May 18, 2022

Customer support training and onboarding need a makeover: Here's how to do it

Ryan Wang
Co-founder and CEO

Starting a new job can feel like transferring to a different school. For customer support professionals, it’s more like starting at a new school in an unfamiliar town that has an entirely different curriculum — and everything’s taught in a different language. 

Working in customer support requires serious skill. Your new employee onboarding program needs to stand up to the demands that agents will face, like needing in-depth knowledge of the organization, being able to rapidly switch from one topic to another, and demonstrating grace under even the most high-pressure situations. 

If your customer support onboarding program hasn’t gotten a refresh recently, it’s time to change that. It takes a lot of time and financial resources to onboard new agents, so a solid program is key. And your agents deserve high-quality customer support training that prepares them to excel.  

Why customer support onboarding needs to evolve

You’re no stranger to a long list of misconceptions about customer support agents: They do low-skill work, they spend most of their time putting people on hold, and on and on. 🙄

This mindset has been pervasive for decades, which explains why call center jobs have often been more accessible for less-experienced professionals and career changers. But these jobs didn’t pay well, didn’t support employee morale, and didn’t offer benefits — at least not good ones. And let’s not forget the dreaded probation period: a 90-day (or more) window during which agents had to accept a lower wage while they got up to speed. 

But agents expect better today because they know they provide a ton of value to their organizations. Not only are they on the front lines helping to resolve customer issues, but they’re also advocating for your organization and providing valuable information about products and services in real time. Who else has as much direct interaction with your customers?

In fact, a report from Lucidworks shows that anywhere between 40% and 70% of support professionals, depending on their industry, consider upselling to be a regular part of their jobs. What’s more, one out of every two customers is likely to take those recommendations. Agents are effectively acting as sales representatives, and companies are slowly starting to recognize that these professionals are aware of the value they provide.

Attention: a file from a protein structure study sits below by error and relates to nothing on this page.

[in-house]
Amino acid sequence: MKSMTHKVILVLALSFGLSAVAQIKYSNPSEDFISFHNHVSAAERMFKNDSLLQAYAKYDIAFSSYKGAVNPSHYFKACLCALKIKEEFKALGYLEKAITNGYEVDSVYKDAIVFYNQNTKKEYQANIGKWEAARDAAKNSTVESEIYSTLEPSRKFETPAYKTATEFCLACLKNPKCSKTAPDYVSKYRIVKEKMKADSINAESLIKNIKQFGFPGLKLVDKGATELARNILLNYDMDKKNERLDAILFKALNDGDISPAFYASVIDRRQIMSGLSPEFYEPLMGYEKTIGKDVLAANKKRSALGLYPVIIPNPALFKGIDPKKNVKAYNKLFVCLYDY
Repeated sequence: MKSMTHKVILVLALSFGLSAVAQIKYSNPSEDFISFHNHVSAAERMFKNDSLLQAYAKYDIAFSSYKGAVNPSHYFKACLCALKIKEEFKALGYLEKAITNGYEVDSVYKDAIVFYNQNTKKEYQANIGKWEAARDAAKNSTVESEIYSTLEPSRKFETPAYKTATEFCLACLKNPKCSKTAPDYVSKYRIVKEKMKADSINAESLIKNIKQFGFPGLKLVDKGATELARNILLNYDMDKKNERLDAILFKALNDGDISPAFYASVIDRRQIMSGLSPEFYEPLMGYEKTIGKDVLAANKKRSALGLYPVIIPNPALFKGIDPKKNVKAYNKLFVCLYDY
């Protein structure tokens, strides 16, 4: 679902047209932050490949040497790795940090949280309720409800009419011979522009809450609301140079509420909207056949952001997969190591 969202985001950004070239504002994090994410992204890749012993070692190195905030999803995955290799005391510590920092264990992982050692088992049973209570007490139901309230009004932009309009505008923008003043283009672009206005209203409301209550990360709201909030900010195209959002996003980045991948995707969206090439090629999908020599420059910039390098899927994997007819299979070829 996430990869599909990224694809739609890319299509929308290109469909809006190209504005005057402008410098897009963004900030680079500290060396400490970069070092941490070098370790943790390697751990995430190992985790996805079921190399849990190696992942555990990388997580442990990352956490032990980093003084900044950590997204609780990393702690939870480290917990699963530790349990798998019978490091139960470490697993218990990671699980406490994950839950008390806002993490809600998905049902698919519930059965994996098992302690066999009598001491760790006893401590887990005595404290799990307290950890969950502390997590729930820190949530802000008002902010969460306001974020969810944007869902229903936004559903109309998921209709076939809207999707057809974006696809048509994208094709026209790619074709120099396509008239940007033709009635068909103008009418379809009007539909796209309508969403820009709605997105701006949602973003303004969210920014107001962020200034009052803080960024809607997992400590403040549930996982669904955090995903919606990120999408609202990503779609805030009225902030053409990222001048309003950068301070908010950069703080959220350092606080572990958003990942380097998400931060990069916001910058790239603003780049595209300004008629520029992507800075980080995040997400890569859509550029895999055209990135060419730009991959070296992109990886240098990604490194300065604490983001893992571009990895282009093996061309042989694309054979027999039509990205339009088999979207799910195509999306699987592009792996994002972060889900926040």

How? Turnover. Today’s customer support agents leave if they’re expected to simply deal with a bad employee experience. In fact, The State of The Contact Center in 2021 from ICMI shows that the rate of agents who leave large contact centers is 37%. This becomes costly when you consider that it can cost up to three times an agent’s salary to onboard someone new. If your agents make $45,000 on average, that equates to $135,000.

Can you afford to see more than one-third of your team pack up and go? That doesn’t even get into the added stress those who remain will face as they try to pick up the slack. 

Seeing how complex the role of a customer support agent is probably makes it clear that effective, thorough onboarding is critical. It takes months for agents to become fully proficient. Setting them up for success means making sure they receive 7+ weeks of training, something the ICMI report shows that only 13% of contact centers are currently doing. 

Purple graphic that reads: "Only 13% of contact centers are currently providing 7+ weeks of onboarding"

If agents are expected to wear so many hats on the job, you need to set aside the time to train them accordingly. You don’t want to send an employee to go work at a construction site, a kitchen, and a hospital with nothing more than a baseball cap. 🧢

The value that effective new employee onboarding programs deliver

Putting so much emphasis on customer support onboarding might seem like an odd approach to improving the employee experience and boosting performance. Offering great pay and benefits certainly makes a difference. But you might be surprised at how much customer support professionals value good training. 

As an ICMI article illustrates, there’s a positive correlation between more training and better agent satisfaction. Think about it this way: investing time and resources into your team members shows that you have confidence in their abilities to succeed. It’s a sign that you trust them to do their jobs well. An agent who comes into work feeling like they have your respect is going to feel more positively about their role.